11 December 2006

Vox Shrimpo

Actually, it's more likely to be along the lines of vox malacostraca , but no matter.

What's the loudest thing in the ocean?

The blue whale might produce the loudest noise of any individual animal in the sea or on land, but the loudest natural  noise is made by shrimps. Pin back yer lug 'oles and learn:

  • The sound of the "shrimp" layer is the only natural noise that can white out a submarine's sonar, deafening operators thru their cans.
  • The noise of collected shrimps adds up to 246 decibels. Even allowing that sound travels five times faster in water, this equates to approx 160 decibels in air, louder than the 140dB of a jet taking off or the human pain threshold.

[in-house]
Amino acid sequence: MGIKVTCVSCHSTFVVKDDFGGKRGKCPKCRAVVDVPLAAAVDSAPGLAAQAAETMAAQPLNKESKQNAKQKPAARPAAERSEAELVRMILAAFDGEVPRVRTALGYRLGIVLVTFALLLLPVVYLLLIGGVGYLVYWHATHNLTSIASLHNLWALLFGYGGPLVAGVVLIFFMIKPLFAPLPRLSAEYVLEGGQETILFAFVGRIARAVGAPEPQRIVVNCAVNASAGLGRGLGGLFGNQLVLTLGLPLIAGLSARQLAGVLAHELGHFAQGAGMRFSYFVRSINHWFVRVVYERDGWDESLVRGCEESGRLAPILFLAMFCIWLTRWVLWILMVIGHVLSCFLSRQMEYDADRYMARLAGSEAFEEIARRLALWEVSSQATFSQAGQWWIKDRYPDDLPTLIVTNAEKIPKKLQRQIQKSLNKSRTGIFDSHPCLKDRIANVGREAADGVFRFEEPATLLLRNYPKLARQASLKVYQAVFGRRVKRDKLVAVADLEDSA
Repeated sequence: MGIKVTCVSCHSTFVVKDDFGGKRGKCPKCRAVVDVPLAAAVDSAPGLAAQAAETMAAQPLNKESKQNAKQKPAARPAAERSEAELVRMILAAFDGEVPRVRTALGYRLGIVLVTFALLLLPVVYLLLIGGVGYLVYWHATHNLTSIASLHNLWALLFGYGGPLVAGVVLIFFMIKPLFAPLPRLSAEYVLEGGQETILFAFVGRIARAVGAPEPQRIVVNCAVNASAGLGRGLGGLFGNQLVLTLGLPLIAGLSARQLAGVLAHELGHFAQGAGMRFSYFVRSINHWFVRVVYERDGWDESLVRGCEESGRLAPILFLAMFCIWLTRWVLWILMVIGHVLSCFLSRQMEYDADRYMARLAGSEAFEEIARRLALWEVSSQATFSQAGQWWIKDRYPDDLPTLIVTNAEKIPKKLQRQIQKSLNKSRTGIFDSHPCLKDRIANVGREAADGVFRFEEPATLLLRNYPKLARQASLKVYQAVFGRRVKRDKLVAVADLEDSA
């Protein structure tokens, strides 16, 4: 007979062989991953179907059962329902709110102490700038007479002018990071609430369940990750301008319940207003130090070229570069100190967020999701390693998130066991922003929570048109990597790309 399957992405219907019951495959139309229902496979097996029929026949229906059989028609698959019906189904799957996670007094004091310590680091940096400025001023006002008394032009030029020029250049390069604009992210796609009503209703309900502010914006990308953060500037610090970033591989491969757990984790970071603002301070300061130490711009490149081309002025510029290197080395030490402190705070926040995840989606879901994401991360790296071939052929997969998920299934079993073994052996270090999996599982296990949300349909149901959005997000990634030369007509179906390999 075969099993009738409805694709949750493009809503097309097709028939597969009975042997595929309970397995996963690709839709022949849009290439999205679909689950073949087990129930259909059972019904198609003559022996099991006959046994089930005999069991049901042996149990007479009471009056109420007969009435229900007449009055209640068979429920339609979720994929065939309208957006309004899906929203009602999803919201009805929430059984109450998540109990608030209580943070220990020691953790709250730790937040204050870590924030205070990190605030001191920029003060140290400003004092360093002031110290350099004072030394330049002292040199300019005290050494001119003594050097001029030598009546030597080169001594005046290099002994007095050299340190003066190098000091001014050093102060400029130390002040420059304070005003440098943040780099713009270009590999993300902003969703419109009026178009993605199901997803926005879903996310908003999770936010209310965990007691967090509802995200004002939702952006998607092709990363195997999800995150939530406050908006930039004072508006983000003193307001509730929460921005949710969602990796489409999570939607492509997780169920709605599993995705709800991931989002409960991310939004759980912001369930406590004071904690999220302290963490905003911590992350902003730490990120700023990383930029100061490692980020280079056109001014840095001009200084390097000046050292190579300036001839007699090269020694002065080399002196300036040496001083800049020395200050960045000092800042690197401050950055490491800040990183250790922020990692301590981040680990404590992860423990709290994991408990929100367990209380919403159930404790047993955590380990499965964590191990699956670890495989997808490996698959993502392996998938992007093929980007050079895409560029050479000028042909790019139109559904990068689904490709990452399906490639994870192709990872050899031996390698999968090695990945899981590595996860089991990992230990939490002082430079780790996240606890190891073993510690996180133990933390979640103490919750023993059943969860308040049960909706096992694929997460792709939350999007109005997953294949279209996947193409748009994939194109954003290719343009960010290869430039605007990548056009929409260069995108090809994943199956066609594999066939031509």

• Imagine everyone in the world frying bacon at the same time.
  • Howzit done? Eh bien (or 'Lipon', as the Greeks say) - it comes from trillions of shrimps snapping their one oversized claws all at once. But wait, it gets more interesting:
  • Video shot at 40,000 frames per sec show that the noise occurs 700 microseconds after   the claw has snapped shut. The noise in fact comes from burst bubbles.
  • A small bump on the side of the claw fits into a groove on t'other side. The claw shuts so fast that a jet of water squirts out at 100 km per hour, fast enough to create expanding bubbles of water vapour. When the water slows and normal pressure is restored, the bubble collapses, creating heat as high as 20,000°C, a loud pop and light (new word for you, chaps: 'sonoluminescence', where sound generates light).
  • Shrimps use this to stun prey, communicate, and find mates (as well as buggering up sonar, the sharp noise also makes dents in ships' propellors)
  • No comments :